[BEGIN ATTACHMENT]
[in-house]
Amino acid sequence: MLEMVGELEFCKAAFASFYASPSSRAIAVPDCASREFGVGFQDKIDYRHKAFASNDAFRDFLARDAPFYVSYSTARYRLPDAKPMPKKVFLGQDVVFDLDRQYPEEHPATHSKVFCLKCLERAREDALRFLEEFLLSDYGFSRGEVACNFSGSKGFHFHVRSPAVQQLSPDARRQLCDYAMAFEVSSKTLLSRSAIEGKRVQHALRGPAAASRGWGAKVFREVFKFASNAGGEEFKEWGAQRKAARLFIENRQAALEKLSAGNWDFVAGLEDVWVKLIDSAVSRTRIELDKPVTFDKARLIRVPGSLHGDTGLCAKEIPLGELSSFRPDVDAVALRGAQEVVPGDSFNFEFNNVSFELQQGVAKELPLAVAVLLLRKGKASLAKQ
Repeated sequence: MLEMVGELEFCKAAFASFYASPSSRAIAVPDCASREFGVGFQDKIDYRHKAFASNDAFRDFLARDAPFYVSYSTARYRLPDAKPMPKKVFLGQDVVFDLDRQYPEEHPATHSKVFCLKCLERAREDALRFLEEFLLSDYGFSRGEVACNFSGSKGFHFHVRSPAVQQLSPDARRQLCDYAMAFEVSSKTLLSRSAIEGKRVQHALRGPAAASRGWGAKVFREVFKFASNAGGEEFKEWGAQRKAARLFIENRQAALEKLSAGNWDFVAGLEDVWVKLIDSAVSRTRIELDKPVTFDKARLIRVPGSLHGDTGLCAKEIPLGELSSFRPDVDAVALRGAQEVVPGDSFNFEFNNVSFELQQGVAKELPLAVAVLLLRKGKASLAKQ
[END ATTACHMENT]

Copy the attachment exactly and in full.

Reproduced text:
[in-house]
Amino acid sequence: MLEMVGELEFCKAAFASFYASPSSRAIAVPDCASREFGVGFQDKIDYRHKAFASNDAFRDFLARDAPFYVSYSTARYRLPDAKPMPKKVFLGQDVVFDLDRQYPEEHPATHSKVFCLKCLERAREDALRFLEEFLLSDYGFSRGEVACNFSGSKGFHFHVRSPAVQQLSPDARRQLCDYAMAFEVSSKTLLSRSAIEGKRVQHALRGPAAASRGWGAKVFREVFKFASNAGGEEFKEWGAQRKAARLFIENRQAALEKLSAGNWDFVAGLEDVWVKLIDSAVSRTRIELDKPVTFDKARLIRVPGSLHGDTGLCAKEIPLGELSSFRPDVDAVALRGAQEVVPGDSFNFEFNNVSFELQQGVAKELPLAVAVLLLRKGKASLAKQ
Repeated sequence: MLEMVGELEFCKAAFASFYASPSSRAIAVPDCASREFGVGFQDKIDYRHKAFASNDAFRDFLARDAPFYVSYSTARYRLPDAKPMPKKVFLGQDVVFDLDRQYPEEHPATHSKVFCLKCLERAREDALRFLEEFLLSDYGFSRGEVACNFSGSKGFHFHVRSPAVQQLSPDARRQLCDYAMAFEVSSKTLLSRSAIEGKRVQHALRGPAAASRGWGAKVFREVFKFASNAGGEEFKEWGAQRKAARLFIENRQAALEKLSAGNWDFVAGLEDVWVKLIDSAVSRTRIELDKPVTFDKARLIRVPGSLHGDTGLCAKEIPLGELSSFRPDVDAVALRGAQEVVPGDSFNFEFNNVSFELQQGVAKELPLAVAVLLLRKGKASLAKQ